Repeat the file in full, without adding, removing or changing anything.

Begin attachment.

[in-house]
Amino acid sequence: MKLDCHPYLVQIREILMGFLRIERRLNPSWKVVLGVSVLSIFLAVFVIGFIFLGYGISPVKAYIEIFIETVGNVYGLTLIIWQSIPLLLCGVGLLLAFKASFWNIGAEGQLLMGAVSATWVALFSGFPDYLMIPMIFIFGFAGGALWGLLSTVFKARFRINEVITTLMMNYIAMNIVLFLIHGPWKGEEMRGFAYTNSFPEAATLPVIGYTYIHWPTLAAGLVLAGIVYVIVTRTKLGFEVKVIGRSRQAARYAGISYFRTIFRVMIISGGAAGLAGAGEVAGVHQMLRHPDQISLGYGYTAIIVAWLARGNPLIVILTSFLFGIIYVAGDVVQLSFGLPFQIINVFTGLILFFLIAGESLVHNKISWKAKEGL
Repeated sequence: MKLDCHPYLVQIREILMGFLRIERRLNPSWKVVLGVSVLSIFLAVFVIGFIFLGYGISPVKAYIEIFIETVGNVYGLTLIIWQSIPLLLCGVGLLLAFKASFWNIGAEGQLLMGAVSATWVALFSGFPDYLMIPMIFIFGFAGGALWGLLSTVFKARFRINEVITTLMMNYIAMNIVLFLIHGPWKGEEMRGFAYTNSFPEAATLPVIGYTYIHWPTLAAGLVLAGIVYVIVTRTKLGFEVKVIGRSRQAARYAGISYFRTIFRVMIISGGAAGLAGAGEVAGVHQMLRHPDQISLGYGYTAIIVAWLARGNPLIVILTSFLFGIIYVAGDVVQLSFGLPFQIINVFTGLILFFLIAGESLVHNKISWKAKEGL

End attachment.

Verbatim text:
[in-house]
Amino acid sequence: MKLDCHPYLVQIREILMGFLRIERRLNPSWKVVLGVSVLSIFLAVFVIGFIFLGYGISPVKAYIEIFIETVGNVYGLTLIIWQSIPLLLCGVGLLLAFKASFWNIGAEGQLLMGAVSATWVALFSGFPDYLMIPMIFIFGFAGGALWGLLSTVFKARFRINEVITTLMMNYIAMNIVLFLIHGPWKGEEMRGFAYTNSFPEAATLPVIGYTYIHWPTLAAGLVLAGIVYVIVTRTKLGFEVKVIGRSRQAARYAGISYFRTIFRVMIISGGAAGLAGAGEVAGVHQMLRHPDQISLGYGYTAIIVAWLARGNPLIVILTSFLFGIIYVAGDVVQLSFGLPFQIINVFTGLILFFLIAGESLVHNKISWKAKEGL
Repeated sequence: MKLDCHPYLVQIREILMGFLRIERRLNPSWKVVLGVSVLSIFLAVFVIGFIFLGYGISPVKAYIEIFIETVGNVYGLTLIIWQSIPLLLCGVGLLLAFKASFWNIGAEGQLLMGAVSATWVALFSGFPDYLMIPMIFIFGFAGGALWGLLSTVFKARFRINEVITTLMMNYIAMNIVLFLIHGPWKGEEMRGFAYTNSFPEAATLPVIGYTYIHWPTLAAGLVLAGIVYVIVTRTKLGFEVKVIGRSRQAARYAGISYFRTIFRVMIISGGAAGLAGAGEVAGVHQMLRHPDQISLGYGYTAIIVAWLARGNPLIVILTSFLFGIIYVAGDVVQLSFGLPFQIINVFTGLILFFLIAGESLVHNKISWKAKEGL